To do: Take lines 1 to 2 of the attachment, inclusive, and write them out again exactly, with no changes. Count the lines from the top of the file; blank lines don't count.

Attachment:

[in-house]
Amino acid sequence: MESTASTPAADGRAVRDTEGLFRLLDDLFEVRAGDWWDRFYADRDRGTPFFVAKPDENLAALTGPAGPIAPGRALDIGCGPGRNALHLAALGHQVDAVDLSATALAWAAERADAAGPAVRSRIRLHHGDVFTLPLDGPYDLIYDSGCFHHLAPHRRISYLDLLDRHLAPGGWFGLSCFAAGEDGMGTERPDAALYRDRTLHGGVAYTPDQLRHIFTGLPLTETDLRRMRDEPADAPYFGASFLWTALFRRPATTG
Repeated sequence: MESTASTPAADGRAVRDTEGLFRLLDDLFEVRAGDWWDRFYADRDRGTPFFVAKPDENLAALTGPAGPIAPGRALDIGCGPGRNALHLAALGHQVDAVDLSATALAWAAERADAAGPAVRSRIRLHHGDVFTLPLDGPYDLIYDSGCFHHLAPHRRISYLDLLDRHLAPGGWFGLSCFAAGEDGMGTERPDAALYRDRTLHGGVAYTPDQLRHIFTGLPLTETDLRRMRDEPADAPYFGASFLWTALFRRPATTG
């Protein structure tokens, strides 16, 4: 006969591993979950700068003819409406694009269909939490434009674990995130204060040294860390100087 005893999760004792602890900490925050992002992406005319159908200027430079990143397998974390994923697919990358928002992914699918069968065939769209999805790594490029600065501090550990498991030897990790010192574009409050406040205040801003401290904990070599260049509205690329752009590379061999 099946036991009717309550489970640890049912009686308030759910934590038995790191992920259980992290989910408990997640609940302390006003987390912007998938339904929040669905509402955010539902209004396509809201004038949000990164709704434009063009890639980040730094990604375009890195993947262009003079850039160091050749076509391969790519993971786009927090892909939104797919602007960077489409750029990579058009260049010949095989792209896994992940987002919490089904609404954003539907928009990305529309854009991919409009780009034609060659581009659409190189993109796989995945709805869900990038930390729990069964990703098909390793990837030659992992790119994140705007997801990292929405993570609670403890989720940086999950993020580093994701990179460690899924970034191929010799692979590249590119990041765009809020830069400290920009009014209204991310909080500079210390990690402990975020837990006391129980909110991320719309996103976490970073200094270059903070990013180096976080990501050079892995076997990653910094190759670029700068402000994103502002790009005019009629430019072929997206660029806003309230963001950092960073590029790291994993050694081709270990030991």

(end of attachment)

[in-house]
Amino acid sequence: MESTASTPAADGRAVRDTEGLFRLLDDLFEVRAGDWWDRFYADRDRGTPFFVAKPDENLAALTGPAGPIAPGRALDIGCGPGRNALHLAALGHQVDAVDLSATALAWAAERADAAGPAVRSRIRLHHGDVFTLPLDGPYDLIYDSGCFHHLAPHRRISYLDLLDRHLAPGGWFGLSCFAAGEDGMGTERPDAALYRDRTLHGGVAYTPDQLRHIFTGLPLTETDLRRMRDEPADAPYFGASFLWTALFRRPATTG